Faumuina Raises Issues with Candidacy Requirements

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19 October 2020 Apia Samoa. Former HRPP and current Independent Member of Parliament Faumuina Leatinuu Wayne Fong has criticised the residency rule in Samoa’s Electoral Act, where a candidate must reside in Samoa for at least 305 days, in the preceding three years to the date of their nomination.

Registered as a member of FAST (Faatuatua i Le Atua Samoa ua Tasi) for the 2021 general election, Faumuina says the 305 day requirement is discriminatory and victimises Samoan citizens who travel overseas for various reasons such as medical treatment, family faalavelave or even to just visit or go on holiday.

“Our citizens are being victimised for traveling overseas, but we all know that as Samoans, we travel for cultural and church events as part of our custom;

“We often have to travel overseas and be with family members during major cultural events; it’s part of our tautua. We travel to attend family funerals, weddings and even important church events like the ordination of pastors, or the blessing of a new church building;

“Why should a Samoan matai who is rendering his monotaga here in Samoa, but happens to be in New Zealand for 61 days for various family reasons, be penalised?”, asks Faumuina.

Faumuina Leatinuu Wayne Fong at a Parliamentary Pre-Sitting session.

In response, Electoral Commissioner Faimalomatumua Mathew Lemisio explains the basis of the candidacy requirement which he confirms, was first legislated back in the 1990s.

“The 305 days is a policy decision on the rationale that people intending to become Members of Parliament in Samoa must be in Samoa for a considerable amount of time so that they are well aware of issues affecting the country;

“This notion was first raised in the 1990s and became law at that time, with various reforms over time”, says the Electoral Commissioner.


Samoa Tourism Employment Survey


 

Electoral Commissioner Faimalomatumua Mathew Lemisio processing candidate registrations. Don Bosco Hall, Salelologa Savaii.

The latest reform to this requirement was passed into Law back in April 2020, when the minimum number of days was increased from 240 to 305.

Faumuina Leatinuu, however, says reforms are designed to further disadvantage those wanting to enter Parliament, and points out that the law provides an exemption for holders of Government positions who travel on official government business.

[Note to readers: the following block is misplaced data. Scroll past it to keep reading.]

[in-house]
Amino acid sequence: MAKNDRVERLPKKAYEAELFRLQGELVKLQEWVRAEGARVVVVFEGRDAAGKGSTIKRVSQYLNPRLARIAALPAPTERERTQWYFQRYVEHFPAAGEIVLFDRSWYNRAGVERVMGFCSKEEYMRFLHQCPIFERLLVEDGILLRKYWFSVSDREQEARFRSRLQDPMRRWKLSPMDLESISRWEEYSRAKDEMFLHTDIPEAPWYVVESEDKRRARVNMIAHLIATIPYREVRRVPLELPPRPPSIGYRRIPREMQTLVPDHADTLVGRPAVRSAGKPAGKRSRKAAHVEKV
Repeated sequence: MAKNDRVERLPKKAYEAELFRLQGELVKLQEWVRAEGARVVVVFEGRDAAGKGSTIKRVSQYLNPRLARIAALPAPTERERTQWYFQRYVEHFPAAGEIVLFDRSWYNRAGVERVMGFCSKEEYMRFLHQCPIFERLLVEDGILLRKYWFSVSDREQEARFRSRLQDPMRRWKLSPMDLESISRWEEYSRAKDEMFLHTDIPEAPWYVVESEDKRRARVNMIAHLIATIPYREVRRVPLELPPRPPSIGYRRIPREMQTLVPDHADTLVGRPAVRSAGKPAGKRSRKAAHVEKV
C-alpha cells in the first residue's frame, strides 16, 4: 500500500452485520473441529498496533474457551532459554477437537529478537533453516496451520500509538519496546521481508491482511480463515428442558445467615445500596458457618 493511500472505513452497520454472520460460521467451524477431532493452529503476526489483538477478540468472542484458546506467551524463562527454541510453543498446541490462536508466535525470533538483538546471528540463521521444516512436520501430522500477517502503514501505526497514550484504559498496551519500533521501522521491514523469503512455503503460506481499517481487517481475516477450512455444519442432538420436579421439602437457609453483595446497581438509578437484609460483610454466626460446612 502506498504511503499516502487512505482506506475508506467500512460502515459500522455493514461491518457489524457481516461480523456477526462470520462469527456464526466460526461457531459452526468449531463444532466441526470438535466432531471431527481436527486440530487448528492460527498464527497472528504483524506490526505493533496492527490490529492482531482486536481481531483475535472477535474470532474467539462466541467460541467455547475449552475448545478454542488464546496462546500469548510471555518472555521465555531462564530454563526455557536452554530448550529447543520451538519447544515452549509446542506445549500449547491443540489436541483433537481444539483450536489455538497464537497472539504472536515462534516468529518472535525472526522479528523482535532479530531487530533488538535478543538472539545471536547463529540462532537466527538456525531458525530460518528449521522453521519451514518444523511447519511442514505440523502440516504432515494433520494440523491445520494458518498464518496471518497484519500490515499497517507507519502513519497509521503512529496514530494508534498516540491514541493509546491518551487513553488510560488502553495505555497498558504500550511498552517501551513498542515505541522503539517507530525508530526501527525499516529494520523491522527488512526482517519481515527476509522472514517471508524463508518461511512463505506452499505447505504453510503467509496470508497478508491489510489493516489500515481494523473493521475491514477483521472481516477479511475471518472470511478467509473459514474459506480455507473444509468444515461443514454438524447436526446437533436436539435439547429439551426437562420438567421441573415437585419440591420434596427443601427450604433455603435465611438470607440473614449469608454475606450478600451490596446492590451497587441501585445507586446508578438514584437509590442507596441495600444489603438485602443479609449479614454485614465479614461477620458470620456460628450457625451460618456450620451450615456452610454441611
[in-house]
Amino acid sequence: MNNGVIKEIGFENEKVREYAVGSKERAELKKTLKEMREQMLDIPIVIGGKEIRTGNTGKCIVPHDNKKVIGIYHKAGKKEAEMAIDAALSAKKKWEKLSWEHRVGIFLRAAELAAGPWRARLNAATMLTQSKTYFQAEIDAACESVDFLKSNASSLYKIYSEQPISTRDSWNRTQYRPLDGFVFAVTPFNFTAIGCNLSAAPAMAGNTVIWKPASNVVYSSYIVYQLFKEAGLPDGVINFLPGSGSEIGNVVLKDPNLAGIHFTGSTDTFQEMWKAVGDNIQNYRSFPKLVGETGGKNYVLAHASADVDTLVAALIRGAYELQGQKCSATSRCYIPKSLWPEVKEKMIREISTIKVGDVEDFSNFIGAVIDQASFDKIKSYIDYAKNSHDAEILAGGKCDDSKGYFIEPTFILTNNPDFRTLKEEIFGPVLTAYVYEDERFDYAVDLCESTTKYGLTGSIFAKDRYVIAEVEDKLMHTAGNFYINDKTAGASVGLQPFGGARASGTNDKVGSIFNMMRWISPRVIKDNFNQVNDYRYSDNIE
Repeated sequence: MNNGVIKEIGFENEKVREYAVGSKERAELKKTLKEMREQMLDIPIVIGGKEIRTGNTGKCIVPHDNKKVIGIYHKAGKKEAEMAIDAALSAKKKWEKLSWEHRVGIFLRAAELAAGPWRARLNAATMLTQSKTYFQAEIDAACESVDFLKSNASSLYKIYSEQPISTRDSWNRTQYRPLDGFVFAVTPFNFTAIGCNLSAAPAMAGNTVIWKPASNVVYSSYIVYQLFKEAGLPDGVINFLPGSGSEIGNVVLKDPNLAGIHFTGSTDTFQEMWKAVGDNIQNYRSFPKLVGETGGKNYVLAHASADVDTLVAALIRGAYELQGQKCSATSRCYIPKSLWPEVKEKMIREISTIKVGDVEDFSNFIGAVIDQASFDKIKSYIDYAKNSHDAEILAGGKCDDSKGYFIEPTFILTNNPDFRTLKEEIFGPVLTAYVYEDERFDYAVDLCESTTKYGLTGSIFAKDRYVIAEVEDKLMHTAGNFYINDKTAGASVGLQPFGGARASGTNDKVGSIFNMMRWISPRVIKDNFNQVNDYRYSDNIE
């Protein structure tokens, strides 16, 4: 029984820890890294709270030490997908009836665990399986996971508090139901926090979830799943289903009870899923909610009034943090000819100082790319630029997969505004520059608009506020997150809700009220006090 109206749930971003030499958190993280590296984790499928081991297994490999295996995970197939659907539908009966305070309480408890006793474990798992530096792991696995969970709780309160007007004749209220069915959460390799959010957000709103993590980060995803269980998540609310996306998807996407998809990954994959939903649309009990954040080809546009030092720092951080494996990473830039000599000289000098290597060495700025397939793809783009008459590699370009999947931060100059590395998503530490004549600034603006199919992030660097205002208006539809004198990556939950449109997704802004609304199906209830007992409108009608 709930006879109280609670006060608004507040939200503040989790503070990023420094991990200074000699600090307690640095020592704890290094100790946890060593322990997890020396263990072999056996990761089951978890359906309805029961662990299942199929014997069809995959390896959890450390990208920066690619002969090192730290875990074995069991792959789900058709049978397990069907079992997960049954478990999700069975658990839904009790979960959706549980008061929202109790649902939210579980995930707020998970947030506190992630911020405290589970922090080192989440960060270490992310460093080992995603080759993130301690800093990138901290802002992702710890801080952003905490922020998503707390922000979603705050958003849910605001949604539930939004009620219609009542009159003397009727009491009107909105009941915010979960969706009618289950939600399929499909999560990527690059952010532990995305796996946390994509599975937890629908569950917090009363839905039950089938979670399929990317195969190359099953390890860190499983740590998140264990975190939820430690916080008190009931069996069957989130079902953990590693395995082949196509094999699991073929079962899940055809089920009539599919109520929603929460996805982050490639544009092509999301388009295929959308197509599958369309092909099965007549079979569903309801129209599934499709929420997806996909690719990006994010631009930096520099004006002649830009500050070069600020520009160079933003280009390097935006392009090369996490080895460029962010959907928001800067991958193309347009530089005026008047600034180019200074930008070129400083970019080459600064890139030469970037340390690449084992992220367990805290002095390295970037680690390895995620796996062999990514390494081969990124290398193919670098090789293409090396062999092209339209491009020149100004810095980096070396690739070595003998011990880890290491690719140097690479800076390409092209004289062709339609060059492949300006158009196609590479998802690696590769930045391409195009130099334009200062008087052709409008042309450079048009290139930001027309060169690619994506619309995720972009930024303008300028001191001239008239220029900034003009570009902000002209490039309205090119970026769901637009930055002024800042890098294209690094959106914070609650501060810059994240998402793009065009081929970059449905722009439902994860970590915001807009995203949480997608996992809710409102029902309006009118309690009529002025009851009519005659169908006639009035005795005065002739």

“Only government officials traveling on diplomatic passports are exempt from the 305 day rule,” oberseves Faumuina.

“Our citizens are victimized for traveling overseas, while jthe Law protects the HRPP MPs already in Parliament;

“While new candidates are disqualified for spending more than 60 days overseas for whatever reason, the 46 HRPP MPs are protected by the diplomatic passports they hold”, adds Faumuina Leatinuu.

Faimalomatumua says yes, there are exemptions, but not just for government officials.

“Exemptions also extend to members of representative bodies or organisations on official duty travel, as well as those seeking medical treatment overseas,” says the Electoral Commissioner.

Unavailability of Village Representatives

Another issue raised by Faumuina Leatinuu is the requirement that candidates will need a declaration from either a Sui o le Nu’u (SN) or Sui Tama’ita’i o le Nu’u (STN) confirming monotaga and residency requirements.

SNs and STNs are appointed village representatives who act as conduits for the flow of information from the Government to Village Councils. They are registered under the Ministry of Women, Community and Social Development (MWCSD) and are paid a monthly stipend for carrying out their duties.

Faumuina Leatinuu says some village representatives have either not made themselves available, or are flatly refusing to sign declaration forms for FAST candidates.

“This has been the case for Vaitele and Faleula;&5

“Paloa Louis Stowers intends to run from Vaitele, but he’s still chasing down Toi Sakalia; and the other case is Papalii Panoa Tavita Moala with the Faleula village rep”, says Faumuina.

The Electoral Commissioner confirms that, “The law requires the SNs and STNs to sign the nomination forms, and confirm that a candidate is in fact rendering a monotaga to the village”.

“If the Sui o le Nuu or Sui Tamaita’i is claiming that the candidate does not render a monotaga, then we can’t force them to sign anything”.

The Office of the Electoral Commissioner continues with candidate registrations this week, with the last day for registration being this Friday 23rd October.

At the end of Monday 19 October, 102 candidates have successfully registered, with 10 of them women. HRPP candidates total 54 while FAST have registered 36.